For a more comprehensive round up of the week, listen to Stephen’s full report here
The Holden moment
In the near term (2014 and 2015) Australia’s economic growth prospects look bright. Low borrowing interest rates are working their magic lifting housing activity and retail spending. The signs of reasonably robust growth in China (close to 8% y-o-y in Q4 2013) also bodes well for growth in Australian export volumes – enhanced by greater capacity to supply on several completed major resource investment projects. A declining Australian dollar could also add to the mix of near-term growth positive factors. However, medium-to-longer term Australian growth prospects are potentially not so good, highlighted by the announcement last week by General Motors that Holden would cease manufacturing in Australia from 2017.
The dent in Australia’s longer term growth prospects comes in only relatively small part from the direct and indirect job losses from the closure the Holden plant. The bigger downside risk to growth prospects comes if the reasons for the Holden decision are not appropriately addressed increasing the likelihood of more Holden-like decisions closing Australian operations of other companies facing pressure – and not necessarily confined to the manufacturing sector – while at the same time reducing the likelihood of businesses making decisions to invest more in areas of endeavour that can potentially thrive in Australia.
One problem Holden faced, alongside many other Australian firms, was the strong Australian dollar. The floating of the Australian dollar thirty years has been recognized by many as one of the most important economic reforms providing a near automatic buffer for the Australian economy against the changing fortunes of the global economy. During the late 1980s and through much of the 1990s when Australia’s export commodity prices were weak, the Australian dollar was weak too helping non-resource industries to prosper. When China started to boom after 2002 driving up sharply Australia’s export commodity prices, the Australian dollar strengthened too. If the currency had not strengthened the economy would have over-heated well ahead of the global financial crisis, inflation would have been much higher and interest rates would have been significantly higher too.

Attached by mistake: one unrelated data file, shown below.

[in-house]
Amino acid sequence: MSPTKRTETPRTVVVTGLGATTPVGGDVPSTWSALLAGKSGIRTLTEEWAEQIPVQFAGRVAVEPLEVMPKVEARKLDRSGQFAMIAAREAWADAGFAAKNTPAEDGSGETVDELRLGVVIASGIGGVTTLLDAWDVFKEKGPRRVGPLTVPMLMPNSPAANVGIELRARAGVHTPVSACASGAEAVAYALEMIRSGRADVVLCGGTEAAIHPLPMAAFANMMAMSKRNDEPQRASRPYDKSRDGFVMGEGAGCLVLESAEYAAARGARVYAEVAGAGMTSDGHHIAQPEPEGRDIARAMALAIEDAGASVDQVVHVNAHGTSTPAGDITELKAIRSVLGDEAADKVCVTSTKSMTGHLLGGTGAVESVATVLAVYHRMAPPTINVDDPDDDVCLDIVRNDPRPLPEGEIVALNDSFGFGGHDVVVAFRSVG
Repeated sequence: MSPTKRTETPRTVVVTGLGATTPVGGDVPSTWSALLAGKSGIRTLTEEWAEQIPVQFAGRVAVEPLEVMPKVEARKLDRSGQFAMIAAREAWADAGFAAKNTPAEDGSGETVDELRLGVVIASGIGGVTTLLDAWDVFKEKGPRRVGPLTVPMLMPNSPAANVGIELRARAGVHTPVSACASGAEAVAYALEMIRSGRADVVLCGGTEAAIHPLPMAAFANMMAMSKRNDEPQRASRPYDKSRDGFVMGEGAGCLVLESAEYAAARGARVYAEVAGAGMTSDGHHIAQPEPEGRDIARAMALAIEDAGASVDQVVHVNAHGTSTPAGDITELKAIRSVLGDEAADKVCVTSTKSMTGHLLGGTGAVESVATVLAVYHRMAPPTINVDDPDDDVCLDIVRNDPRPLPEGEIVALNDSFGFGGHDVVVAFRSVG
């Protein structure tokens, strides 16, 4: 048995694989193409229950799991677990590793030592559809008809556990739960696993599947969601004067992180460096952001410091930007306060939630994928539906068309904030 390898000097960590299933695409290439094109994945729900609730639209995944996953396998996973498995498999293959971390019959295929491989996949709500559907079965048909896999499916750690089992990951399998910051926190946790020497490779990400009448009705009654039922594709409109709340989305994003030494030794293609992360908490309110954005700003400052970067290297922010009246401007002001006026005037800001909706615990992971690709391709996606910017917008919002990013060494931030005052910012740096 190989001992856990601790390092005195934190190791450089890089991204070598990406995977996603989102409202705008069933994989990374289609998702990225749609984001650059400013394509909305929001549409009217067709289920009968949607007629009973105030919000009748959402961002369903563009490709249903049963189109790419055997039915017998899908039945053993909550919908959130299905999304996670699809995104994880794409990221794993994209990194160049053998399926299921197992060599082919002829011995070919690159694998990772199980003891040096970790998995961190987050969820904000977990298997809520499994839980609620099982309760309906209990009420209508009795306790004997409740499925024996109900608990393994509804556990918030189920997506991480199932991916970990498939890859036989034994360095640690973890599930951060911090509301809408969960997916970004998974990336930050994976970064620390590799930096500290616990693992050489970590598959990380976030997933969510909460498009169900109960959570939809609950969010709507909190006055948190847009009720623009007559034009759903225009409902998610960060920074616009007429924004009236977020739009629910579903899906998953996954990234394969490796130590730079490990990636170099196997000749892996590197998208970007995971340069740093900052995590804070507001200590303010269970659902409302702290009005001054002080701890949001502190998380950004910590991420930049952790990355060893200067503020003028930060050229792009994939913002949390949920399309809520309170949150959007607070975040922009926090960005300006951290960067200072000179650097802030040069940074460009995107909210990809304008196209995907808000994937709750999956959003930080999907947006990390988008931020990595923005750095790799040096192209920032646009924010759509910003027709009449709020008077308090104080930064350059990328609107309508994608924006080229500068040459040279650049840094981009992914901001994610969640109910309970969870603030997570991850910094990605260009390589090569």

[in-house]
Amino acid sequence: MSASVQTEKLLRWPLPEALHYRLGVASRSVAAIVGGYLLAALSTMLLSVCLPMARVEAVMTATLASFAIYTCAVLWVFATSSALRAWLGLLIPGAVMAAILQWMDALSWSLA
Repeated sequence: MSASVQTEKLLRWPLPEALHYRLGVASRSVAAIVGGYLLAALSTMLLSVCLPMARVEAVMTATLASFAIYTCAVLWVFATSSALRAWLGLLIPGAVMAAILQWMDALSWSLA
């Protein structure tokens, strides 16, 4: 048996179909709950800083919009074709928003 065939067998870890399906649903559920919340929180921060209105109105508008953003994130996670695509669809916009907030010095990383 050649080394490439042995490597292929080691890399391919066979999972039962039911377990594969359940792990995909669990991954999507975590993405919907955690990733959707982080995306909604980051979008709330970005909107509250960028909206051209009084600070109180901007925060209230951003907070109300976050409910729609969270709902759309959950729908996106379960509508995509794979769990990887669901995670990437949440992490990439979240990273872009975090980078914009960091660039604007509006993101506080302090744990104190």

Australia’s passage through the global financial crisis and its aftermath would almost certainly have been defined by sharp recession, much as occurred in the US and Europe. Of course this is cold comfort for the local car industry still facing its own recession, but the message is that the Australian dollar has adjusted in value helping sustain Australian growth over time.
The problem is not so much the Australian dollar (it is depreciating quite steadily at present, just what the doctor ordered) but complacency about the need for other economic reforms that would reduce the pressure on the Australian dollar to do so much adjustment. Looking back, there is now little doubt that the China-led resources boom led Australia to ride up on the income boost for higher resource prices and go easy on economic reforms capable of sustaining growth when the resource investment spending boom fades.
The list of reforms put on hold, or even pushed in to reverse over the past decade is a long one. True labour market flexibility is an imperative to help improve growth and reduce the number of “Holden moments” that lie ahead, but is deemed too difficult politically. Add to the list meaningful tax reform at all levels of government, proper cost-benefit analysis of the list of government infrastructure projects, appropriate government borrowing to fund the projects where the net economic gain (not political gain) is greatest and a thorough –going review of competition policy. This is just the start.
Australia is likely to grow well in 2014 and 2015, but if stronger growth is to be sustained, the opportunity exists now to make haste on all the reforms necessary to allow stronger long-term growth to occur. It seems obvious, except to politicians of all persuasions, because there is always a near-term cost associated with reform. Once the cost is paid reforms keep paying dividends for many years to come. Here is hoping that our politicians find some courage in 2014 for the benefit of all of us and so that the loss of Holden is not in vain.